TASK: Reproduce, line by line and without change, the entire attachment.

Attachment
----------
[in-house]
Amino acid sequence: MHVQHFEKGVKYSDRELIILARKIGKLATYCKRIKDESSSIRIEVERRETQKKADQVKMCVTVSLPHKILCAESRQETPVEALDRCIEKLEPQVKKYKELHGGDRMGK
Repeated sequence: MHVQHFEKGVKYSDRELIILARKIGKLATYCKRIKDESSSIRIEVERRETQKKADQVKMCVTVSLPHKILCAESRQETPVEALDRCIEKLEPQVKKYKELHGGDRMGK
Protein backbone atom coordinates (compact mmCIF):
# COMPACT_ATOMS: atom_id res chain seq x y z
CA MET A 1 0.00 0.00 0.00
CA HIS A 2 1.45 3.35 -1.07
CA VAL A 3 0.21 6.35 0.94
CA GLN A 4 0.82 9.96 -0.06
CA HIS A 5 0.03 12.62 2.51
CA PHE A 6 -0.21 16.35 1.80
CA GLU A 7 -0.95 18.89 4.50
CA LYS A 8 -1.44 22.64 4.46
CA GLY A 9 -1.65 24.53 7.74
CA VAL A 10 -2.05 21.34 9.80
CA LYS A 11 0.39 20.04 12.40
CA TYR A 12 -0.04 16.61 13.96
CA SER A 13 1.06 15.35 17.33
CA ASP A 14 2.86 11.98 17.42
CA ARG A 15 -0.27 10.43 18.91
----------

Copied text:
[in-house]
Amino acid sequence: MHVQHFEKGVKYSDRELIILARKIGKLATYCKRIKDESSSIRIEVERRETQKKADQVKMCVTVSLPHKILCAESRQETPVEALDRCIEKLEPQVKKYKELHGGDRMGK
Repeated sequence: MHVQHFEKGVKYSDRELIILARKIGKLATYCKRIKDESSSIRIEVERRETQKKADQVKMCVTVSLPHKILCAESRQETPVEALDRCIEKLEPQVKKYKELHGGDRMGK
Protein backbone atom coordinates (compact mmCIF):
# COMPACT_ATOMS: atom_id res chain seq x y z
CA MET A 1 0.00 0.00 0.00
CA HIS A 2 1.45 3.35 -1.07
CA VAL A 3 0.21 6.35 0.94
CA GLN A 4 0.82 9.96 -0.06
CA HIS A 5 0.03 12.62 2.51
CA PHE A 6 -0.21 16.35 1.80
CA GLU A 7 -0.95 18.89 4.50
CA LYS A 8 -1.44 22.64 4.46
CA GLY A 9 -1.65 24.53 7.74
CA VAL A 10 -2.05 21.34 9.80
CA LYS A 11 0.39 20.04 12.40
CA TYR A 12 -0.04 16.61 13.96
CA SER A 13 1.06 15.35 17.33
CA ASP A 14 2.86 11.98 17.42
CA ARG A 15 -0.27 10.43 18.91